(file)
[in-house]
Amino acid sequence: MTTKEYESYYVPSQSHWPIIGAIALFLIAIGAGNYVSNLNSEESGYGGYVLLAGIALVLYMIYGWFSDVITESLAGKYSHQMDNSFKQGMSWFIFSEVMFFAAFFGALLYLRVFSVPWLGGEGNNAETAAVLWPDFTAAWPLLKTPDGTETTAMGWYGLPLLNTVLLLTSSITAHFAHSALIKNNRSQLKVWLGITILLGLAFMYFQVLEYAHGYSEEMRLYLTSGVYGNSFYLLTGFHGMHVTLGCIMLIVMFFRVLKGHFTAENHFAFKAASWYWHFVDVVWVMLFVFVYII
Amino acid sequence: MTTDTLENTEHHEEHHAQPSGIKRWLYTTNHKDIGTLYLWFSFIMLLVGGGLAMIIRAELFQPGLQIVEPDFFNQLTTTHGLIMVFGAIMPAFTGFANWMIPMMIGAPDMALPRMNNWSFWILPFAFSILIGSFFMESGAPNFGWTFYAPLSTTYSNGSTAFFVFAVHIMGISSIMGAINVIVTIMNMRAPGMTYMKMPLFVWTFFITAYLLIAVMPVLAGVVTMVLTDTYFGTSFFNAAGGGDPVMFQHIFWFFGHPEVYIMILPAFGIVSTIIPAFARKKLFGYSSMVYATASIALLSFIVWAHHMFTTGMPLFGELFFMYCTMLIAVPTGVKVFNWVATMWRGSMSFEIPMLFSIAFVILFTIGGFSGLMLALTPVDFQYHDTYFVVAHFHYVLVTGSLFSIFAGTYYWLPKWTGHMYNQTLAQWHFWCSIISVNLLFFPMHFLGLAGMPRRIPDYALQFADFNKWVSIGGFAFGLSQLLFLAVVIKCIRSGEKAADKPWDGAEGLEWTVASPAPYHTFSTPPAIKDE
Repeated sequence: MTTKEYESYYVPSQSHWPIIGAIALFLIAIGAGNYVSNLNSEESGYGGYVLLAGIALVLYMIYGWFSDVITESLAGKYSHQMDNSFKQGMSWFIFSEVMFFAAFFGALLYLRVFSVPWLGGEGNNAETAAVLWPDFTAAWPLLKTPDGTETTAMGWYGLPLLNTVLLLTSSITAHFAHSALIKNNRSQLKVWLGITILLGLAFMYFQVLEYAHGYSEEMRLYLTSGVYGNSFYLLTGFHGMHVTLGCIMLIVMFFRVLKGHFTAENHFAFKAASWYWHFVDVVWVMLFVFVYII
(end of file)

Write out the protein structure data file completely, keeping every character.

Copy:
[in-house]
Amino acid sequence: MTTKEYESYYVPSQSHWPIIGAIALFLIAIGAGNYVSNLNSEESGYGGYVLLAGIALVLYMIYGWFSDVITESLAGKYSHQMDNSFKQGMSWFIFSEVMFFAAFFGALLYLRVFSVPWLGGEGNNAETAAVLWPDFTAAWPLLKTPDGTETTAMGWYGLPLLNTVLLLTSSITAHFAHSALIKNNRSQLKVWLGITILLGLAFMYFQVLEYAHGYSEEMRLYLTSGVYGNSFYLLTGFHGMHVTLGCIMLIVMFFRVLKGHFTAENHFAFKAASWYWHFVDVVWVMLFVFVYII
Amino acid sequence: MTTDTLENTEHHEEHHAQPSGIKRWLYTTNHKDIGTLYLWFSFIMLLVGGGLAMIIRAELFQPGLQIVEPDFFNQLTTTHGLIMVFGAIMPAFTGFANWMIPMMIGAPDMALPRMNNWSFWILPFAFSILIGSFFMESGAPNFGWTFYAPLSTTYSNGSTAFFVFAVHIMGISSIMGAINVIVTIMNMRAPGMTYMKMPLFVWTFFITAYLLIAVMPVLAGVVTMVLTDTYFGTSFFNAAGGGDPVMFQHIFWFFGHPEVYIMILPAFGIVSTIIPAFARKKLFGYSSMVYATASIALLSFIVWAHHMFTTGMPLFGELFFMYCTMLIAVPTGVKVFNWVATMWRGSMSFEIPMLFSIAFVILFTIGGFSGLMLALTPVDFQYHDTYFVVAHFHYVLVTGSLFSIFAGTYYWLPKWTGHMYNQTLAQWHFWCSIISVNLLFFPMHFLGLAGMPRRIPDYALQFADFNKWVSIGGFAFGLSQLLFLAVVIKCIRSGEKAADKPWDGAEGLEWTVASPAPYHTFSTPPAIKDE
Repeated sequence: MTTKEYESYYVPSQSHWPIIGAIALFLIAIGAGNYVSNLNSEESGYGGYVLLAGIALVLYMIYGWFSDVITESLAGKYSHQMDNSFKQGMSWFIFSEVMFFAAFFGALLYLRVFSVPWLGGEGNNAETAAVLWPDFTAAWPLLKTPDGTETTAMGWYGLPLLNTVLLLTSSITAHFAHSALIKNNRSQLKVWLGITILLGLAFMYFQVLEYAHGYSEEMRLYLTSGVYGNSFYLLTGFHGMHVTLGCIMLIVMFFRVLKGHFTAENHFAFKAASWYWHFVDVVWVMLFVFVYII